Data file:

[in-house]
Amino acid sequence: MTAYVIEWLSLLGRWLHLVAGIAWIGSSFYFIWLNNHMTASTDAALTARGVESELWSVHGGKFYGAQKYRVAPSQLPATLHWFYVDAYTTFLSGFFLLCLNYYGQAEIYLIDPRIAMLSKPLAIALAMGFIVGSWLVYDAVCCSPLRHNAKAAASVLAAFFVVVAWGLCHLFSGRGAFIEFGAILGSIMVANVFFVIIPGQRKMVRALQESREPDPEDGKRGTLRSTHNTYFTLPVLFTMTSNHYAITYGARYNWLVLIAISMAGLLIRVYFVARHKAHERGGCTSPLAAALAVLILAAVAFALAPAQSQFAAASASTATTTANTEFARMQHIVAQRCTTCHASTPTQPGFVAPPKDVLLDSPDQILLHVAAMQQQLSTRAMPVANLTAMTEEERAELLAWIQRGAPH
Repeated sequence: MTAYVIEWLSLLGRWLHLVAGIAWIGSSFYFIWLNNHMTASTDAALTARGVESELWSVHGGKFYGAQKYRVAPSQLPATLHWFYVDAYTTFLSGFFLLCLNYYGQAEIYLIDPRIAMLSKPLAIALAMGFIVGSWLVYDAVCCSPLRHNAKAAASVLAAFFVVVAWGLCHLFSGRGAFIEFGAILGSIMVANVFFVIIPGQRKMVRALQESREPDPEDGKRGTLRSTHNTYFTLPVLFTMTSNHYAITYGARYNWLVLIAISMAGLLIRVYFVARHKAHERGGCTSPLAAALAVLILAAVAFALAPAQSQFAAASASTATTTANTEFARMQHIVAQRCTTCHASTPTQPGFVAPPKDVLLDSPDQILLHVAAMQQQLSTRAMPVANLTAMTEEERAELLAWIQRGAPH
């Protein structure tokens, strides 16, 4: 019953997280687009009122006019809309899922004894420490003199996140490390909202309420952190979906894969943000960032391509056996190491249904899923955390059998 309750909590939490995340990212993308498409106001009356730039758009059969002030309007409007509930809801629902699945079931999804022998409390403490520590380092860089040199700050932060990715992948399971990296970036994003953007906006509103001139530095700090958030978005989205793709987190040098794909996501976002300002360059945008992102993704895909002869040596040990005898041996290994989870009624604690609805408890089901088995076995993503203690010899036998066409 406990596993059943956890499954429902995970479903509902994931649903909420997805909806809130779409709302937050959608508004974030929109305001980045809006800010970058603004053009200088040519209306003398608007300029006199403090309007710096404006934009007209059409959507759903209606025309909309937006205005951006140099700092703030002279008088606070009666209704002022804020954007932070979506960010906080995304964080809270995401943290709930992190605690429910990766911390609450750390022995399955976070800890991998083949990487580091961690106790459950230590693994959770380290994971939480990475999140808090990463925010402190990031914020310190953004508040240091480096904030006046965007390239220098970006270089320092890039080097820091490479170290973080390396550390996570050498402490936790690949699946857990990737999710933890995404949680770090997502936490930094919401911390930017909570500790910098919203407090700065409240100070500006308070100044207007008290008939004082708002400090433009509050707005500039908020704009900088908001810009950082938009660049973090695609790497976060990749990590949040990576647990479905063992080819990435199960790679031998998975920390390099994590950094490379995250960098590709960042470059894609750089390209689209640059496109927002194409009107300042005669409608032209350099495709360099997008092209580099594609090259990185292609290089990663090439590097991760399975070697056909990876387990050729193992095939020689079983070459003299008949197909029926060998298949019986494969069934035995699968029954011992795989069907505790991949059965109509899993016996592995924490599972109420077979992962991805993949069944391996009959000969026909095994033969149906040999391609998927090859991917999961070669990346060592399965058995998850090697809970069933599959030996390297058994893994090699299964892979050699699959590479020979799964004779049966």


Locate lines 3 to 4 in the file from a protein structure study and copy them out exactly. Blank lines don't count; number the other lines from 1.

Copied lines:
Repeated sequence: MTAYVIEWLSLLGRWLHLVAGIAWIGSSFYFIWLNNHMTASTDAALTARGVESELWSVHGGKFYGAQKYRVAPSQLPATLHWFYVDAYTTFLSGFFLLCLNYYGQAEIYLIDPRIAMLSKPLAIALAMGFIVGSWLVYDAVCCSPLRHNAKAAASVLAAFFVVVAWGLCHLFSGRGAFIEFGAILGSIMVANVFFVIIPGQRKMVRALQESREPDPEDGKRGTLRSTHNTYFTLPVLFTMTSNHYAITYGARYNWLVLIAISMAGLLIRVYFVARHKAHERGGCTSPLAAALAVLILAAVAFALAPAQSQFAAASASTATTTANTEFARMQHIVAQRCTTCHASTPTQPGFVAPPKDVLLDSPDQILLHVAAMQQQLSTRAMPVANLTAMTEEERAELLAWIQRGAPH
């Protein structure tokens, strides 16, 4: 019953997280687009009122006019809309899922004894420490003199996140490390909202309420952190979906894969943000960032391509056996190491249904899923955390059998 309750909590939490995340990212993308498409106001009356730039758009059969002030309007409007509930809801629902699945079931999804022998409390403490520590380092860089040199700050932060990715992948399971990296970036994003953007906006509103001139530095700090958030978005989205793709987190040098794909996501976002300002360059945008992102993704895909002869040596040990005898041996290994989870009624604690609805408890089901088995076995993503203690010899036998066409 406990596993059943956890499954429902995970479903509902994931649903909420997805909806809130779409709302937050959608508004974030929109305001980045809006800010970058603004053009200088040519209306003398608007300029006199403090309007710096404006934009007209059409959507759903209606025309909309937006205005951006140099700092703030002279008088606070009666209704002022804020954007932070979506960010906080995304964080809270995401943290709930992190605690429910990766911390609450750390022995399955976070800890991998083949990487580091961690106790459950230590693994959770380290994971939480990475999140808090990463925010402190990031914020310190953004508040240091480096904030006046965007390239220098970006270089320092890039080097820091490479170290973080390396550390996570050498402490936790690949699946857990990737999710933890995404949680770090997502936490930094919401911390930017909570500790910098919203407090700065409240100070500006308070100044207007008290008939004082708002400090433009509050707005500039908020704009900088908001810009950082938009660049973090695609790497976060990749990590949040990576647990479905063992080819990435199960790679031998998975920390390099994590950094490379995250960098590709960042470059894609750089390209689209640059496109927002194409009107300042005669409608032209350099495709360099997008092209580099594609090259990185292609290089990663090439590097991760399975070697056909990876387990050729193992095939020689079983070459003299008949197909029926060998298949019986494969069934035995699968029954011992795989069907505790991949059965109509899993016996592995924490599972109420077979992962991805993949069944391996009959000969026909095994033969149906040999391609998927090859991917999961070669990346060592399965058995998850090697809970069933599959030996390297058994893994090699299964892979050699699959590479020979799964004779049966």